Olympic Sunday trading law suspension expected
Sunday trading laws are expected to be suspended for the Olympic and Paralympic Games in this week’s budget.
Speaking to the BBC at the weekend, chancellor George Osbourne said: “We’ve got the whole world coming to London and the rest of the country for the Olympics. It would be a great shame – particularly when some of the big Olympic events are on Sunday – if the country had a closed for business sign on it.”
The suspension of the trading laws is expected to last for eight weeks from July 22 throughout England and Wales. Currently, stores over 3,000sq ft are only allowed to open for six hours on a Sunday.
Osbourne added that he hoped to see the proposal passed by Easter.
The suggestion of relaxed Sunday trading laws has drawn fury from trade bodies. Association of Convenience Stores chief executive James Lowman said the suggested benefits will be dwarfed by the impact on local shops and that it will set a dangerous precedent.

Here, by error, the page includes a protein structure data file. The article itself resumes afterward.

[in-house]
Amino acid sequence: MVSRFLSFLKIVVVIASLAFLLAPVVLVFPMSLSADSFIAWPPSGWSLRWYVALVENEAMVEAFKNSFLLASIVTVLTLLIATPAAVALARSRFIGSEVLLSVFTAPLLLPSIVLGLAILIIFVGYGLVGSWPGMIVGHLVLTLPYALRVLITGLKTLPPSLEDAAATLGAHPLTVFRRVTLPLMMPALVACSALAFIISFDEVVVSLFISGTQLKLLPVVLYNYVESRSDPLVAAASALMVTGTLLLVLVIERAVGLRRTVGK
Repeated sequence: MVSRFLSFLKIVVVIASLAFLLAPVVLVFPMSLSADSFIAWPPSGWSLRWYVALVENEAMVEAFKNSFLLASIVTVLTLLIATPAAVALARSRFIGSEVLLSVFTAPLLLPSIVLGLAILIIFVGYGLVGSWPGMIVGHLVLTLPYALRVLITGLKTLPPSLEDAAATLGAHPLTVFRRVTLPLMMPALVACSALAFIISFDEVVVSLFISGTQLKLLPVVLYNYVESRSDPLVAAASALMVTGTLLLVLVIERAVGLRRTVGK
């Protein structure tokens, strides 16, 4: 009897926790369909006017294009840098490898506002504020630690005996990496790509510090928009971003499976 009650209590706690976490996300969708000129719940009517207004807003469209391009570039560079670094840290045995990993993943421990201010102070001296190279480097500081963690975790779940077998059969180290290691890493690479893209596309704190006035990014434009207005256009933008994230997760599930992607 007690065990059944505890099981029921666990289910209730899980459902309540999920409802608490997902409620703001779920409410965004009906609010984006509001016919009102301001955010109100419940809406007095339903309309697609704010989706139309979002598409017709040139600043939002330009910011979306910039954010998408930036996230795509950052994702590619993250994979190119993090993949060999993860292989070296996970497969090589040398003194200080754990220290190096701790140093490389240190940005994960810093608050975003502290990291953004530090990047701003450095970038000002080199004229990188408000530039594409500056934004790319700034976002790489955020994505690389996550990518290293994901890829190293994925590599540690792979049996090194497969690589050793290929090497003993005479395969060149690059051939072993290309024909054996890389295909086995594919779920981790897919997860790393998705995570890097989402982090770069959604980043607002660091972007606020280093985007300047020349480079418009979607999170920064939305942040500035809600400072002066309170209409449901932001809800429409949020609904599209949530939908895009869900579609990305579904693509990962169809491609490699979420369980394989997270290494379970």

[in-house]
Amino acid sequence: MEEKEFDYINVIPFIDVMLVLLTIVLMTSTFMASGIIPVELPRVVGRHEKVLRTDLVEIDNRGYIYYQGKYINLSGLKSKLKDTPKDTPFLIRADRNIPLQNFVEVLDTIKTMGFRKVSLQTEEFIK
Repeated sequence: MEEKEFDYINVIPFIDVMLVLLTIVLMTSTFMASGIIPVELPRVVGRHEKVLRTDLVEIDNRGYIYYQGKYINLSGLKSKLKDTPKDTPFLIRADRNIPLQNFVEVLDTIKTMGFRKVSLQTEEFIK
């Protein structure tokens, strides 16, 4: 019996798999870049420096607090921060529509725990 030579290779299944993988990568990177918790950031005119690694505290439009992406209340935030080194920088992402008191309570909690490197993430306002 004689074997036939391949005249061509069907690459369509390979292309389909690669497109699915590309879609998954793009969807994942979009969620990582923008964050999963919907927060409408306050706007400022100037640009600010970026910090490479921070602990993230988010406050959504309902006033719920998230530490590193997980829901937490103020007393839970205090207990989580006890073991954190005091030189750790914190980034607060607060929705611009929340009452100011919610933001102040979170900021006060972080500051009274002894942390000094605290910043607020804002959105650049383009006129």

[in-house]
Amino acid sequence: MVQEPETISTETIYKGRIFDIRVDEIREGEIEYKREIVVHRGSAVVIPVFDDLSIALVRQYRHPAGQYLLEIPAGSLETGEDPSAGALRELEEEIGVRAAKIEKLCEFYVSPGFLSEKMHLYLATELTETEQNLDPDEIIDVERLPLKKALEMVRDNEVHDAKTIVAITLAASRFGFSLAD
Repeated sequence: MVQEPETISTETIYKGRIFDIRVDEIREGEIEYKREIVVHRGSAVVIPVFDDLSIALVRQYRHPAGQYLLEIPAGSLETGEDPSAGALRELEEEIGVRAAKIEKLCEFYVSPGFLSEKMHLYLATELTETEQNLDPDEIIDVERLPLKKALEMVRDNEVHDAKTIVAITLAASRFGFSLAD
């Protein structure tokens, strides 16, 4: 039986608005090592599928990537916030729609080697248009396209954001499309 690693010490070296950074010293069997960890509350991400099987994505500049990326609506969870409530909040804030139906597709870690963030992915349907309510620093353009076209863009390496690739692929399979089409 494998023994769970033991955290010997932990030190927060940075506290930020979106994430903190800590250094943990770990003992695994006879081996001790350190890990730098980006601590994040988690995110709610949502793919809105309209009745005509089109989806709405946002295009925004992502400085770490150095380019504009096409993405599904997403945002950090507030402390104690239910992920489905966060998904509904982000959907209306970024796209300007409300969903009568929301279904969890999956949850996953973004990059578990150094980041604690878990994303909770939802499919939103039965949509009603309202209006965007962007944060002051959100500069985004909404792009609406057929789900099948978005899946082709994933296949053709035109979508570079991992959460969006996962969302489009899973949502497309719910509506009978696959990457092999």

“This will cost convenience stores £1,500 in sales per day, or £480m in total across the industry over the summer as big supermarkets drag trade out of towns and away from small shops,” he said. “The move will also cause job losses in convenience stores. We fear this is the thin end of the wedge, and that supermarket lobbyists will persuade the government to extend these provisions on a permanent basis.”
Shopworkers union USDAW was also against the suspension. “The government’s own consultation just last year showed there is no widespread support from either retailers or the general public for change,” said general secretary John Hannett.
There have been several failed efforts made in the past two years to relax Sunday trading regulations. In July 2010, several high street chains appealed to the government to amend the trading laws for Boxing Day as it fell on a Sunday.
Last summer, backbench MP Mark Menzies suggested in a Ten Minute Rule Bill debate that the laws be relaxed for the duration of the Olympic Games. The Bill was given an unopposed first reading, but it was withdrawn before the expected second reading date of January 20 2012.